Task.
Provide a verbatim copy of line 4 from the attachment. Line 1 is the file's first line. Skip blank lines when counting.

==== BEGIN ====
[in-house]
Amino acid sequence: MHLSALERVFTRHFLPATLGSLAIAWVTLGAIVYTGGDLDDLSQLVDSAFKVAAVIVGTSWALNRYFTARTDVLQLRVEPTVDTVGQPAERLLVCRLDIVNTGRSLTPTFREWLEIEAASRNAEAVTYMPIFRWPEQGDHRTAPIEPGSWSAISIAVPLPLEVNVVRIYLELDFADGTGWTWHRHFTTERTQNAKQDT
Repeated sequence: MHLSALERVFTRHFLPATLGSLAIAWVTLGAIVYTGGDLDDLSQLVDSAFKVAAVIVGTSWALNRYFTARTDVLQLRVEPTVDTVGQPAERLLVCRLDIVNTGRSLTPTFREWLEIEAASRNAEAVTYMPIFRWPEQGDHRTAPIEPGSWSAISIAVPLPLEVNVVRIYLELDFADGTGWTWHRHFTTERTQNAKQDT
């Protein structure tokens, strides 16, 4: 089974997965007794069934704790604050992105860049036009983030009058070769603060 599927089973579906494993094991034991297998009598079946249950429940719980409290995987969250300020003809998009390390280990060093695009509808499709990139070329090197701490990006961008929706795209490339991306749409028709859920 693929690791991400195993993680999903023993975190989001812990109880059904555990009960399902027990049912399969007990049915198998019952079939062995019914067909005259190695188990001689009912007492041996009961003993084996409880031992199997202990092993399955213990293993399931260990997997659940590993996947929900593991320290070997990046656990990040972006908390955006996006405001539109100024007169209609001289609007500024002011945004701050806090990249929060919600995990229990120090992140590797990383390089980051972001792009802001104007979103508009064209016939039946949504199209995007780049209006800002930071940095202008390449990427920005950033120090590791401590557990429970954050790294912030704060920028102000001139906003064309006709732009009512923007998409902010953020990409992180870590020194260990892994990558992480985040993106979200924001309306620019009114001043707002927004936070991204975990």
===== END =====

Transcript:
């Protein structure tokens, strides 16, 4: 089974997965007794069934704790604050992105860049036009983030009058070769603060 599927089973579906494993094991034991297998009598079946249950429940719980409290995987969250300020003809998009390390280990060093695009509808499709990139070329090197701490990006961008929706795209490339991306749409028709859920 693929690791991400195993993680999903023993975190989001812990109880059904555990009960399902027990049912399969007990049915198998019952079939062995019914067909005259190695188990001689009912007492041996009961003993084996409880031992199997202990092993399955213990293993399931260990997997659940590993996947929900593991320290070997990046656990990040972006908390955006996006405001539109100024007169209609001289609007500024002011945004701050806090990249929060919600995990229990120090992140590797990383390089980051972001792009802001104007979103508009064209016939039946949504199209995007780049209006800002930071940095202008390449990427920005950033120090590791401590557990429970954050790294912030704060920028102000001139906003064309006709732009009512923007998409902010953020990409992180870590020194260990892994990558992480985040993106979200924001309306620019009114001043707002927004936070991204975990």